Philip D. Stahl, who combines his numerous scientific accomplishments with an untiring devotion to education and mentorship, and Jonathan S. Turner, who is internationally recognized for his accomplishments in computer networks and telecommunications, will receive the University’s annual faculty achievement awards.
Stahl, Ph.D., the Edward Mallinckrodt Jr. Professor and head of the Department of Cell Biology and Physiology in the School of Medicine, is the recipient of the Carl and Gerty Cori Faculty Achievement Award
Turner, Ph.D., the Henry Edwin Sever Professor of Engineering in the Department of Computer Science and Engineering, is the winner of the Arthur Holly Compton Faculty Achievement Award.
Chancellor Mark S. Wrighton made the announcement at the Chancellor’s Gala April 17 at the Charles F. Knight Executive Education Center. The awards will be conferred at the Faculty Achievement Awards Program this fall.
“It is extremely rewarding to have the opportunity to work with outstanding faculty at Washington University,” Wrighton said.
“This year, it is privilege to recognize Professor Philip Stahl as the recipient of the Carl and Gerty Cori Faculty Achievement Award. He has been an exceptionally creative and prolific scientist, and he has also been one of our most effective and distinguished academic leaders as a department head in the School of Medicine.
“It is also wonderful to recognize Professor Jonathan Turner as the 2004 recipient of the Arthur Holly Compton Faculty Achievement Award. He has made pathbreaking fundamental contributions and has also made advances that have had profound practical applications.
“These two faculty achievement awardees represent tremendous contributors to our quality and impact as a leading research university.”
The selection committee for the awards includes three members each from Arts & Sciences and the medical school and one member from each of the University’s other six schools.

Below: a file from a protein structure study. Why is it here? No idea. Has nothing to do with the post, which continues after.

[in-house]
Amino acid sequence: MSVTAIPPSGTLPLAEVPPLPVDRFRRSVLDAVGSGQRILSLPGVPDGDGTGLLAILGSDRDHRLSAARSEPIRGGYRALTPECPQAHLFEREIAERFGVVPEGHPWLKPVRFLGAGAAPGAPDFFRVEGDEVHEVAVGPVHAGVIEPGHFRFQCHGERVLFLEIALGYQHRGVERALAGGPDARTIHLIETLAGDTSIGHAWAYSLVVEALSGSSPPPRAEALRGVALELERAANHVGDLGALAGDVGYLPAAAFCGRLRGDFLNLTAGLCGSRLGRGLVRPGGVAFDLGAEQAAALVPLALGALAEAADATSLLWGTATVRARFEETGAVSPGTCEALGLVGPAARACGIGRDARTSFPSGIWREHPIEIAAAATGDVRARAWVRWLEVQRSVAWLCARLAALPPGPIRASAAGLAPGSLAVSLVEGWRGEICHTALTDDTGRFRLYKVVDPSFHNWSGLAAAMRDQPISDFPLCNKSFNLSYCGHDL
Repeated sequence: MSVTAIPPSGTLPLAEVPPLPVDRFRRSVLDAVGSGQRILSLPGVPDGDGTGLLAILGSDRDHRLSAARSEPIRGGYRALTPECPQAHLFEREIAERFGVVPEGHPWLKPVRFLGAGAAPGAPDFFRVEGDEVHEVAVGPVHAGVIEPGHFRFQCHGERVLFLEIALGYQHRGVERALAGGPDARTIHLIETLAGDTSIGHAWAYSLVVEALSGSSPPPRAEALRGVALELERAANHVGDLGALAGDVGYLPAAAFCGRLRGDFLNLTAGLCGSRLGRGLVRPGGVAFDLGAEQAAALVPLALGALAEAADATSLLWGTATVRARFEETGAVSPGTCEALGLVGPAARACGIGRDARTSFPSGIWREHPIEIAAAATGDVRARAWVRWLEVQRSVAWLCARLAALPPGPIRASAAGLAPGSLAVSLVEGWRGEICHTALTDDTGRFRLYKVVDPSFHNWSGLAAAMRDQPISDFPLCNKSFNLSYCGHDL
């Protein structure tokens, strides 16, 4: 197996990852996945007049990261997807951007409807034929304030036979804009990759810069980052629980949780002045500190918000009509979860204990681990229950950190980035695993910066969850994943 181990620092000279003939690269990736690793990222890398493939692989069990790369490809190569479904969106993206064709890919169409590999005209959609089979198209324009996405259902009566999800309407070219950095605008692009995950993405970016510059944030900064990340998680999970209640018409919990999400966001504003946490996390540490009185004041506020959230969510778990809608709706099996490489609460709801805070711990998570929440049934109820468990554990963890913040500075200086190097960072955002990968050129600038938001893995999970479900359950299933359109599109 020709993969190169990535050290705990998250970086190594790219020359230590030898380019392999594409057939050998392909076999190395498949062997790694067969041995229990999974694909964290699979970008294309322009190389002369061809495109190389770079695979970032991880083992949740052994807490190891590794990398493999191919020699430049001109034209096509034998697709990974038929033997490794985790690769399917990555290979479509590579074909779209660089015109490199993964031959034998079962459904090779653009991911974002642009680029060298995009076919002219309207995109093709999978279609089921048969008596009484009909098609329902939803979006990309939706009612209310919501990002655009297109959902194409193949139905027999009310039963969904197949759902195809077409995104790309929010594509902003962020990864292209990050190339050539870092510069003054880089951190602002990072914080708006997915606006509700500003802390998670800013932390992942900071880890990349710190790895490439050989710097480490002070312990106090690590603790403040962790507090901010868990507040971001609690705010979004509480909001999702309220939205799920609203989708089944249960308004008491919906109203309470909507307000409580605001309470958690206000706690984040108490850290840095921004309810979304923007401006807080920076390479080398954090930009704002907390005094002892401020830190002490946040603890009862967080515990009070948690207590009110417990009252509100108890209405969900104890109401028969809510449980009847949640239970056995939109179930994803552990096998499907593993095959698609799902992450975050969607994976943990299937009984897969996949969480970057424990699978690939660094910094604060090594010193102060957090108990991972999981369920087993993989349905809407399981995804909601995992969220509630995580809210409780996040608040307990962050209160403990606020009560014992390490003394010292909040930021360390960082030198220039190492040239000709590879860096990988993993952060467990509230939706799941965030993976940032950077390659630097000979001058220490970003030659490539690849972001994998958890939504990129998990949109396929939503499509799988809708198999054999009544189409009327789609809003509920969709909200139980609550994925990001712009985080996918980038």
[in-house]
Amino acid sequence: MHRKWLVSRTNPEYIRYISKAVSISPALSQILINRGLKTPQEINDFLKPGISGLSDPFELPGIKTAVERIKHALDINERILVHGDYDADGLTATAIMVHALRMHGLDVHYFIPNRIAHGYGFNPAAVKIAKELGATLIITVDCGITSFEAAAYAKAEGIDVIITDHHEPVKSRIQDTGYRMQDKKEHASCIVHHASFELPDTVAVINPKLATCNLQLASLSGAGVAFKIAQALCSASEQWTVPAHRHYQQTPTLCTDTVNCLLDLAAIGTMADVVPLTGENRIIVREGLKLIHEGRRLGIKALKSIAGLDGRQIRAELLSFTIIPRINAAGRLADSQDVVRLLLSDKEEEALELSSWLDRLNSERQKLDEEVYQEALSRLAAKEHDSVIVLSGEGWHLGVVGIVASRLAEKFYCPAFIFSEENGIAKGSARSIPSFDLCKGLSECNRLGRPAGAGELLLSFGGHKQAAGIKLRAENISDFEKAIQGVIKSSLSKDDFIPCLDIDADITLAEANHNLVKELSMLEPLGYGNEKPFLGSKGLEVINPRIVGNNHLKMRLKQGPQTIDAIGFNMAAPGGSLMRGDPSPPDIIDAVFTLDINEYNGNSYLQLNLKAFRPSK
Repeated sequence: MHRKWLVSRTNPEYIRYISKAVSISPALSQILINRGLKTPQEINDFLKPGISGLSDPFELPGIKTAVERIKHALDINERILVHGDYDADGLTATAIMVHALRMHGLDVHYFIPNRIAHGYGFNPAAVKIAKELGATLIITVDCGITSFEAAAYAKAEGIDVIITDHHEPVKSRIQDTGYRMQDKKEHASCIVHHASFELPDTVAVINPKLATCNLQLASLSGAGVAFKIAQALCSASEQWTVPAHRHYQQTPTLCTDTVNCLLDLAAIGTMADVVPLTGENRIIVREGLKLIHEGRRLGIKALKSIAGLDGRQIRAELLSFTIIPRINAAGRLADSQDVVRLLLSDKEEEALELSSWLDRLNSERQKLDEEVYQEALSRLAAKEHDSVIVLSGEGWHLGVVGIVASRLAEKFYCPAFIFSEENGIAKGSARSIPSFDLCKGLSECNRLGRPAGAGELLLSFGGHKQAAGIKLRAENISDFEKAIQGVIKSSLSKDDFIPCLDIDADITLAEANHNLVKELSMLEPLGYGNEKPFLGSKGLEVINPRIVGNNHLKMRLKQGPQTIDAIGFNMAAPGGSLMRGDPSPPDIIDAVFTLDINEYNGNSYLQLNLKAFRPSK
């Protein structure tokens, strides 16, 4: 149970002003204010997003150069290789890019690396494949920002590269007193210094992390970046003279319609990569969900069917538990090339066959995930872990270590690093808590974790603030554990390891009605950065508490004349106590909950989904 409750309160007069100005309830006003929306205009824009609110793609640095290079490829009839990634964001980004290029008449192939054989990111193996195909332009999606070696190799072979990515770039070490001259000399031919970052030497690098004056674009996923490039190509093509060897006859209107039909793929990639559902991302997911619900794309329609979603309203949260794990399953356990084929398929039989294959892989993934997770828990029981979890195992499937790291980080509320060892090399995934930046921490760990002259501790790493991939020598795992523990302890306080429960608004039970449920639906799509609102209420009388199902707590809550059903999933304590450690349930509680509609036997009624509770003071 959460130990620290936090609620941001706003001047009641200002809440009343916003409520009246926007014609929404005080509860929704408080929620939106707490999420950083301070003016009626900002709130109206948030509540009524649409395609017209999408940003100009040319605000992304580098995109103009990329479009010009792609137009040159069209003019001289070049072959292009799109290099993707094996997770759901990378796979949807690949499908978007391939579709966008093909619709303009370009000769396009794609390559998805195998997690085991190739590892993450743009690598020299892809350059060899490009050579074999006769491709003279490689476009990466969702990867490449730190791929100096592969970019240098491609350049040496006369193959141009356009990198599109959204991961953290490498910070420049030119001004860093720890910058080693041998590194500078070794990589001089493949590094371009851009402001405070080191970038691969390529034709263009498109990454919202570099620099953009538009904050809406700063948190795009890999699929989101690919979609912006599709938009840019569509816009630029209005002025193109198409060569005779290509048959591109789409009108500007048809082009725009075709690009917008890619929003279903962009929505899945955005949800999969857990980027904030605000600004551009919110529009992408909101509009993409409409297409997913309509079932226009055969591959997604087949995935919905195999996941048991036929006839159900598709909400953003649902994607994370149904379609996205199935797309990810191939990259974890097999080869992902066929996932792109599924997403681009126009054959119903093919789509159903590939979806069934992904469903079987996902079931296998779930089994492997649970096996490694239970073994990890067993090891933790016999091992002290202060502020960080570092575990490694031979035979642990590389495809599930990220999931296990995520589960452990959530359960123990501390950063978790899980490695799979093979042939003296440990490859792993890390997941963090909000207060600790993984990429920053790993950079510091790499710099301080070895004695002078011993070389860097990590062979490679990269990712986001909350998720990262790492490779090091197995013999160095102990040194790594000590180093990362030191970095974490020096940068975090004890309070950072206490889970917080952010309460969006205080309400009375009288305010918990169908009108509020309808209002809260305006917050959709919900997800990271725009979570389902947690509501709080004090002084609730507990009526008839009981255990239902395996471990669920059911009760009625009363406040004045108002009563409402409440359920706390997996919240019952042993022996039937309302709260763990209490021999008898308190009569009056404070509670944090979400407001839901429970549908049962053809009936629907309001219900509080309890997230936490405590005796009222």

Criteria for selection are:
• Outstanding achievement in research and scholarship;
• Recognized prominence within the community of scholars;
• Service and dedication to the betterment of the University; and
• Respected accomplishment in teaching.
The awards include a $5,000 honorarium.
As head of cell biology and physiology for the past 20 years, Stahl has successfully recruited and mentored 19 faculty members. Last year, he was also named director of the Division of Biology and Biomedical Sciences.
He was the first man to receive the Women in Cell Biology Senior Career Recognition Award from the American Society for Cell Biology for his work on recruiting and mentoring women.
Stahl has also been an avid supporter of the educational mission of the University. He was instrumental in the conception of the new Farrell Learning and Teaching Center, which will foster formal and informal interactions among students as well as provide state-of-the-art teaching and seminar facilities.
Stahl is recognized for his investigations into the mechanisms involved in endocytosis, the process through which cells absorb external substances such as proteins. He is studying endocytosis and signal transduction in cancerous cells in an effort to understand how growth signals are internalized into cells.
Stahl is also investigating the ways in which pathogens and cellular debris are transported to sites inside cells where they can be broken down and destroyed.
Turner’s early work on high-performance packet-switching systems and networks played a central role in the development of Asynchronous Transfer Mode technology, a flexible, reliable and efficient communications technology that was developed to enable voice, data and video applications to co-exist in a common, high quality communications infrastructure.
With colleagues Jerome R. Cox Jr. and Guru Parulkar, Turner has led a series of major research projects that has contributed to the development of high-performance network technology and multimedia applications.
In 1997, the three also founded Growth Networks, a successful startup company, which developed electronic components for Internet routers with aggregate capacities of more than 10 trillion bits per second. In 2000, the company was acquired by Cisco Systems, which is expected to soon complete new high-performance systems based largely on the ideas and technologies developed at Growth Networks.
Turner’s recent work centers on methods for improving the performance of Internet routers and making them more flexible by enabling them to host network plug-ins that serve as network-resident assists for end-to-end applications.
He has authored many widely cited publications and holds more than 20 patents for his work in high-performance communication systems.